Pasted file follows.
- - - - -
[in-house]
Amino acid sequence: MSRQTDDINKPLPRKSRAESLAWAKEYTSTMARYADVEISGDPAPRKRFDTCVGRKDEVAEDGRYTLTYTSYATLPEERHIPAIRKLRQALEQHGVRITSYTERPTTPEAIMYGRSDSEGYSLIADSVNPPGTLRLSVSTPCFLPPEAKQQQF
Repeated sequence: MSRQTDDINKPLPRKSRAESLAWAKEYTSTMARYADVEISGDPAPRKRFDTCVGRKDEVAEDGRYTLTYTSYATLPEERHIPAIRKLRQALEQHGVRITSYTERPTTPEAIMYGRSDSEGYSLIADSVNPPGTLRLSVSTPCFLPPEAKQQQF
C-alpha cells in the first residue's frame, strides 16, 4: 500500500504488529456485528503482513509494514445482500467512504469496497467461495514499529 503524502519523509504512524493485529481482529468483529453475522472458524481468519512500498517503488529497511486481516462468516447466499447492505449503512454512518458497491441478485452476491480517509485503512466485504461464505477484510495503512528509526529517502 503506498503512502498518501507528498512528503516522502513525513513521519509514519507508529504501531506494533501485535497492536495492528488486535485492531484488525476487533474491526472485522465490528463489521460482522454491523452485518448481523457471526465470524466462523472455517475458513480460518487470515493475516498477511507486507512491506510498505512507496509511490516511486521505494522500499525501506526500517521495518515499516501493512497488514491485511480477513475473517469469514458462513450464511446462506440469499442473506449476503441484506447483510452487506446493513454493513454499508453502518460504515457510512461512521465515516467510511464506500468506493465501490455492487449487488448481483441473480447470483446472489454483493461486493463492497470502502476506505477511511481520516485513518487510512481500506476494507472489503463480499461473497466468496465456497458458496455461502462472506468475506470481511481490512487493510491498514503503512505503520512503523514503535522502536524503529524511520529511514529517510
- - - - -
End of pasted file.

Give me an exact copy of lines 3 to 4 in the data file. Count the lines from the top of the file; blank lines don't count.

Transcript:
Repeated sequence: MSRQTDDINKPLPRKSRAESLAWAKEYTSTMARYADVEISGDPAPRKRFDTCVGRKDEVAEDGRYTLTYTSYATLPEERHIPAIRKLRQALEQHGVRITSYTERPTTPEAIMYGRSDSEGYSLIADSVNPPGTLRLSVSTPCFLPPEAKQQQF
C-alpha cells in the first residue's frame, strides 16, 4: 500500500504488529456485528503482513509494514445482500467512504469496497467461495514499529 503524502519523509504512524493485529481482529468483529453475522472458524481468519512500498517503488529497511486481516462468516447466499447492505449503512454512518458497491441478485452476491480517509485503512466485504461464505477484510495503512528509526529517502 503506498503512502498518501507528498512528503516522502513525513513521519509514519507508529504501531506494533501485535497492536495492528488486535485492531484488525476487533474491526472485522465490528463489521460482522454491523452485518448481523457471526465470524466462523472455517475458513480460518487470515493475516498477511507486507512491506510498505512507496509511490516511486521505494522500499525501506526500517521495518515499516501493512497488514491485511480477513475473517469469514458462513450464511446462506440469499442473506449476503441484506447483510452487506446493513454493513454499508453502518460504515457510512461512521465515516467510511464506500468506493465501490455492487449487488448481483441473480447470483446472489454483493461486493463492497470502502476506505477511511481520516485513518487510512481500506476494507472489503463480499461473497466468496465456497458458496455461502462472506468475506470481511481490512487493510491498514503503512505503520512503523514503535522502536524503529524511520529511514529517510